Eddington, Sir Arthur Stanley

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Eddington, Sir Arthur Stanley,

1882–1944, British astronomer and physicist. He was chief assistant (1906–13) at the Royal Observatory, Greenwich, and was from 1913 Plumian professor of astronomy at Cambridge, where he was director of the observatory from 1914. Eddington was one of the first physicists to grasp the theory of relativity, of which he became a leading exponent. He organized the expedition to view a total solar eclipse in 1919; his observations of bright objects near the sun confirmed the prediction of general relativity that light rays are bent when subjected to a strong gravitational field. He made important contributions to the study of the evolution, motion, and internal constitution of stars, but rejected the idea that gravitional collapse could produce a black hole. His theory that stars shine from the energy of nuclear reactions is considered the start of modern astrophysics. One of the foremost contemporary expositors of scientific subjects, he was also concerned with the relation of physics to philosophy. He was knighted in 1930. His writings include Mathematical Theory of Relativity (1923), The Internal Constitution of the Stars (1926; his most famous book), and Stars and Atoms (1928).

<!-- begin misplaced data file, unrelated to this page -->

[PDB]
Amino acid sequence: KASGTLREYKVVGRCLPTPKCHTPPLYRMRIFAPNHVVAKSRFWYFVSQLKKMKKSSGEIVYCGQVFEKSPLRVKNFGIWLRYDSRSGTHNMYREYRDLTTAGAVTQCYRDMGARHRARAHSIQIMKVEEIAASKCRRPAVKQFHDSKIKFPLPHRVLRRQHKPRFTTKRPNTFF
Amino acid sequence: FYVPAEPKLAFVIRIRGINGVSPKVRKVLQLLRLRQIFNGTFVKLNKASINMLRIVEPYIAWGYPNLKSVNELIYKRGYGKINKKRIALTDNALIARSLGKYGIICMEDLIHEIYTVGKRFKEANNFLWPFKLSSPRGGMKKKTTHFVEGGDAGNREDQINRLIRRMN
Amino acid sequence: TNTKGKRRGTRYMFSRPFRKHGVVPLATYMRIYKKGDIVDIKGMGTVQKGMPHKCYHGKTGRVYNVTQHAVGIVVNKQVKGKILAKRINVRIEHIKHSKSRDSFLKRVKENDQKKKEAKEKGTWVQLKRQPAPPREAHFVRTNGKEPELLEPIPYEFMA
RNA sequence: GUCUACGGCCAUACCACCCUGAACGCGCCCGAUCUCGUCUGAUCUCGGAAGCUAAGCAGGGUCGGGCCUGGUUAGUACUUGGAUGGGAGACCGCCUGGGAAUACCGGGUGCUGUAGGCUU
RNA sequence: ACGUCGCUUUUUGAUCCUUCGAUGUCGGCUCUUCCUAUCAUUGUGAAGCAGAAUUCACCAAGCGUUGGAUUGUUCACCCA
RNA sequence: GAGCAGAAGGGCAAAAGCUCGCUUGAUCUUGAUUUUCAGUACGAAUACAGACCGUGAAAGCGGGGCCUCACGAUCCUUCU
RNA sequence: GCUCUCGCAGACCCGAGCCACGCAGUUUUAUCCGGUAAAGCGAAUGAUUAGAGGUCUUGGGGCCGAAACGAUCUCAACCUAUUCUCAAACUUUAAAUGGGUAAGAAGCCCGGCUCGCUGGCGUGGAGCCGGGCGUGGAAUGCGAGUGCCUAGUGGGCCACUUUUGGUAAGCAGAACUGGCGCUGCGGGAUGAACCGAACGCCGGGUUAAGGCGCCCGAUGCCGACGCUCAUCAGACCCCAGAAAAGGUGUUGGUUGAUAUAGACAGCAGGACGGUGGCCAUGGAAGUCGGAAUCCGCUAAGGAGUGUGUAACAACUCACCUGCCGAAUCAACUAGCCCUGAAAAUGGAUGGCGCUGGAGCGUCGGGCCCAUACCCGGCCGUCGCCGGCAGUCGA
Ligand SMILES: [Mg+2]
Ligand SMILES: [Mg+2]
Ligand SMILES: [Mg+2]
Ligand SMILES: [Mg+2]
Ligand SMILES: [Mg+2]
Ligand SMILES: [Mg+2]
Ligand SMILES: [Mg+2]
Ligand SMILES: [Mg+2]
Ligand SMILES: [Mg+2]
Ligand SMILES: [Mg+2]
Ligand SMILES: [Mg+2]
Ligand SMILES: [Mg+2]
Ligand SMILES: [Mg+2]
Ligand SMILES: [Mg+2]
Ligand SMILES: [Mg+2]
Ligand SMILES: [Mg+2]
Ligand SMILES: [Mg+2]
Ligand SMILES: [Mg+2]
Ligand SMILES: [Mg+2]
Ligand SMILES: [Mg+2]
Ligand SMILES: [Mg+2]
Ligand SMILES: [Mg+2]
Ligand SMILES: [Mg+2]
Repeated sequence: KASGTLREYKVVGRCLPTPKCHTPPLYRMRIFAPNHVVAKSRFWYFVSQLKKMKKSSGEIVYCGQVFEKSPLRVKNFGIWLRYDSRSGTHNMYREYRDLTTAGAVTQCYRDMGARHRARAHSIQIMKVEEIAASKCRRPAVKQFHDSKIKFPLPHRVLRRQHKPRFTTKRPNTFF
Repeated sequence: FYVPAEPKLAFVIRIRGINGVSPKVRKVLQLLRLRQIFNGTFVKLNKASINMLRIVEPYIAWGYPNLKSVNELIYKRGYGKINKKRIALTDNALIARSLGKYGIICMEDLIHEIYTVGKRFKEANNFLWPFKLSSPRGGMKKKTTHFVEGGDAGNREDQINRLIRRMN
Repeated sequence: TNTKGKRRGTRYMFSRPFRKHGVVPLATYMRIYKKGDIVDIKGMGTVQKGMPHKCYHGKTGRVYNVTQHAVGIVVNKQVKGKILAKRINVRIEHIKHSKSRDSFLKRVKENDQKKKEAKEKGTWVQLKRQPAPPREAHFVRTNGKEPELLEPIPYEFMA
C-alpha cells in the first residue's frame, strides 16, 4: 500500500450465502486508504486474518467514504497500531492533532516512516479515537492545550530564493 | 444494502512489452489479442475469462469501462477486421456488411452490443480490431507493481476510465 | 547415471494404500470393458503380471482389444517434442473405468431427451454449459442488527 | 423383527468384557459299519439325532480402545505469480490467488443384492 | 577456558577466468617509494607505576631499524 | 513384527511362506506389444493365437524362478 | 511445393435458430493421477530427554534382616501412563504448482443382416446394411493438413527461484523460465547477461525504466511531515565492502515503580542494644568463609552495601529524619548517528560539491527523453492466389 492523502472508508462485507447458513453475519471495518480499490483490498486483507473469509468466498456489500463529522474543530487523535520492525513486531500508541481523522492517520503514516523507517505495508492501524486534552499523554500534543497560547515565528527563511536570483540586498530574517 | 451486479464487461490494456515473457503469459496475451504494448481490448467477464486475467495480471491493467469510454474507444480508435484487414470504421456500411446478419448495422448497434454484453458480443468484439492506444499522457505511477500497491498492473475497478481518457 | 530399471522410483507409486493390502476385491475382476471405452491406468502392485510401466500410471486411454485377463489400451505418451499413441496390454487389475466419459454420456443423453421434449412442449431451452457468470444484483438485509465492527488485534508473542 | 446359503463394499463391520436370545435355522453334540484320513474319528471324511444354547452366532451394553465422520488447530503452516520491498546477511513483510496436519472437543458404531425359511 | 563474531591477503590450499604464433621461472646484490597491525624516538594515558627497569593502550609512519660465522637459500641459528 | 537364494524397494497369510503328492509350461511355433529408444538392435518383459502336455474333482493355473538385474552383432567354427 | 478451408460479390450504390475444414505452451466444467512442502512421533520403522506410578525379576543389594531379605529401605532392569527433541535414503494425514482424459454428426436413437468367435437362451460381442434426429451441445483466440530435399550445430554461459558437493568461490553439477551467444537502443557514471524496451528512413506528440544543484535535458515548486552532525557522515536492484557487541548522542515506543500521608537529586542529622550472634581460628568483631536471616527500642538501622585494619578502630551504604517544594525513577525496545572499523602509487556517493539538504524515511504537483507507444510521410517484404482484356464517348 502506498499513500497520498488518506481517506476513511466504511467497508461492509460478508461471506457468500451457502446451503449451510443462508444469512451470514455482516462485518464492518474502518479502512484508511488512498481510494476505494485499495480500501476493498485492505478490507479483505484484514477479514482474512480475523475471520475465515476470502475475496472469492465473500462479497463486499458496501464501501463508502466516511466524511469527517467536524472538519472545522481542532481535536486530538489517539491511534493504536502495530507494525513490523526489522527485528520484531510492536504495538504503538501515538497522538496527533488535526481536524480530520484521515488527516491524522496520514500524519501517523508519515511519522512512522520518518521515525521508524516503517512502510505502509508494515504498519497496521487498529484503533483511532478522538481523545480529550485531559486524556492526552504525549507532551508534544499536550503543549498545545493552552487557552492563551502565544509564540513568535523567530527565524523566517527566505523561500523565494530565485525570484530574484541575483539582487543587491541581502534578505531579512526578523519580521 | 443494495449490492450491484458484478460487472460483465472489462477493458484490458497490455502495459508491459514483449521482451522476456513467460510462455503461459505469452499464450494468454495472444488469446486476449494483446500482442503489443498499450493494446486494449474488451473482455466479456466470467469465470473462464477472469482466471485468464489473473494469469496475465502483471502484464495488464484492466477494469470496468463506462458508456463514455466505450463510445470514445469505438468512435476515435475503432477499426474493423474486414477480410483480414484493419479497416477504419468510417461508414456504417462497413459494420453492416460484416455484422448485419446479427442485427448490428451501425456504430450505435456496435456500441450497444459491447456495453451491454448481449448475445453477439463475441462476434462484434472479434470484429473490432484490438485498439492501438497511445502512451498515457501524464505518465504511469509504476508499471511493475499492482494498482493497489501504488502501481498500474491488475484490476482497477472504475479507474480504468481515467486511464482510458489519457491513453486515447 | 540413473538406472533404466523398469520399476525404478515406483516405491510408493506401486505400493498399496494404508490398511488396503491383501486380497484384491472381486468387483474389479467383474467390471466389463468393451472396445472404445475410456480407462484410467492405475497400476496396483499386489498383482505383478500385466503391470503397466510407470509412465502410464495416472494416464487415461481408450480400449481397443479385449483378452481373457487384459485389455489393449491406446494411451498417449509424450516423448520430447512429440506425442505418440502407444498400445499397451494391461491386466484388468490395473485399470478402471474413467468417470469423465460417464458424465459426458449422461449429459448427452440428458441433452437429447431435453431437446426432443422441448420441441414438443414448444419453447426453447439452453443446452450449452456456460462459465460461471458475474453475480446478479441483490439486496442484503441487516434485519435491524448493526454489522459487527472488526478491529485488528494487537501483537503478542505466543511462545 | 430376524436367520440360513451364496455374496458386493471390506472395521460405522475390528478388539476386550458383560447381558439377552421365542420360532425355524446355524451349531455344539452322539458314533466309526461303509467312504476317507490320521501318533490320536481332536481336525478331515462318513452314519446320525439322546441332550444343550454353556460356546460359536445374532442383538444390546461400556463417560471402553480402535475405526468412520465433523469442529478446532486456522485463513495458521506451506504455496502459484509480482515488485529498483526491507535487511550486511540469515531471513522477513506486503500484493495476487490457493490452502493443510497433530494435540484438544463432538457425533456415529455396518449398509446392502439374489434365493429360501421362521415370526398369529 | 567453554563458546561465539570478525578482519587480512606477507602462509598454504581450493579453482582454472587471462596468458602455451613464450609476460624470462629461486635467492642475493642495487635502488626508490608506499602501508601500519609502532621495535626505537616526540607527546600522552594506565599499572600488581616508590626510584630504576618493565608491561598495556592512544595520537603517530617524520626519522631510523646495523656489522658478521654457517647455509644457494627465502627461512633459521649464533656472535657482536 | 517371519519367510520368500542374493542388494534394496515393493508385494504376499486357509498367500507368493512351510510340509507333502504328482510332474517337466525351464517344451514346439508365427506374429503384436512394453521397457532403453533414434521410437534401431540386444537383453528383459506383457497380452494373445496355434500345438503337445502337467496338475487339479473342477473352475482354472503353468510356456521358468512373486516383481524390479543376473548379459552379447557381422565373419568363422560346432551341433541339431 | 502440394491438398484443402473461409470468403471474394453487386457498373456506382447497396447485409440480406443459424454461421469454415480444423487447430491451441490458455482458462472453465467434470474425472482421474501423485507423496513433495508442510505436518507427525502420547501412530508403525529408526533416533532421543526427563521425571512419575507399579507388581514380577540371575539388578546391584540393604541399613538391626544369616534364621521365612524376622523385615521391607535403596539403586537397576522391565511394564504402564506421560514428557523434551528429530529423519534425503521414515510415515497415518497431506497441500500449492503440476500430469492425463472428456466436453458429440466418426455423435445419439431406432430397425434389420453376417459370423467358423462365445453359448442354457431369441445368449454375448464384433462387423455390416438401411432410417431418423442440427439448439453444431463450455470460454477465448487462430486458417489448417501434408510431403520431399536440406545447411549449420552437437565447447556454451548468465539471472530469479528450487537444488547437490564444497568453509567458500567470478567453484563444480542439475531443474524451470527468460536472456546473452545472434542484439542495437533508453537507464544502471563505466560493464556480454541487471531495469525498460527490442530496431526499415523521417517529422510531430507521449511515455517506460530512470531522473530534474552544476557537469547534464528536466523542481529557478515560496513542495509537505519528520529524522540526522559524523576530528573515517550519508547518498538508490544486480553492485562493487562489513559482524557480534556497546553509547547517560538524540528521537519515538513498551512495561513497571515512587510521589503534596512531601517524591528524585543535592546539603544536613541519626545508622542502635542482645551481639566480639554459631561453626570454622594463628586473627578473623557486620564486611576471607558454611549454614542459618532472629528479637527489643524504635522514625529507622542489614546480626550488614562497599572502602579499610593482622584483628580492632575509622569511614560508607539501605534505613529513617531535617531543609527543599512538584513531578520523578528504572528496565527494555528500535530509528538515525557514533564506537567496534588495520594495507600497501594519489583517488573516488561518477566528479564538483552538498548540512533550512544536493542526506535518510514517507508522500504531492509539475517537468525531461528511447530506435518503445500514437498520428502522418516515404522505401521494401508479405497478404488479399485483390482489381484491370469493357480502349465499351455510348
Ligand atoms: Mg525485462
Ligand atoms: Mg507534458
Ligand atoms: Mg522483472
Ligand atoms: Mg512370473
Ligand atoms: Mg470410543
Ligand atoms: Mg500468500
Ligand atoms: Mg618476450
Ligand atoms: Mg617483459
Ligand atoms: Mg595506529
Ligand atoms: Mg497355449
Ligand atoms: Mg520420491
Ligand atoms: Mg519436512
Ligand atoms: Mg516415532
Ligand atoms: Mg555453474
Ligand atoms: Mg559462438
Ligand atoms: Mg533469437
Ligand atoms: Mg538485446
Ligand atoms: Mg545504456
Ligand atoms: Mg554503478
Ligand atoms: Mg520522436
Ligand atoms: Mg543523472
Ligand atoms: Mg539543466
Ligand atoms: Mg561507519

Bibliography

See biographies by A. V. Douglas (1956) and C. W. Kilmister (1966); study by Sir E. Whittaker (1951); A. I. Miller, Empire of the Stars: Obsession, Friendship, and Betrayal in the Quest for Black Holes (2005).

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Prof Schutz will receive the award, named after English astronomer Sir Arthur Eddington, at the National Astronomy Meeting at Lancaster University in July.
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During a solar eclipse in 1919, a team of astronomers led by Sir Arthur Eddington, found out that a light from a distant star did bend while passing the Sun, exactly in line with the prediction made by Einstein in his General Theory of Relativity.
Four years after it was published, British astronomer Arthur Eddington set out on an expedition to observe the deflection of light by the sun during an eclipse.
In 1919 the British astronomer Arthur Eddington confirmed that idea by making careful observations of the positions of stars whose light passes close to the sun during a total solar eclipse.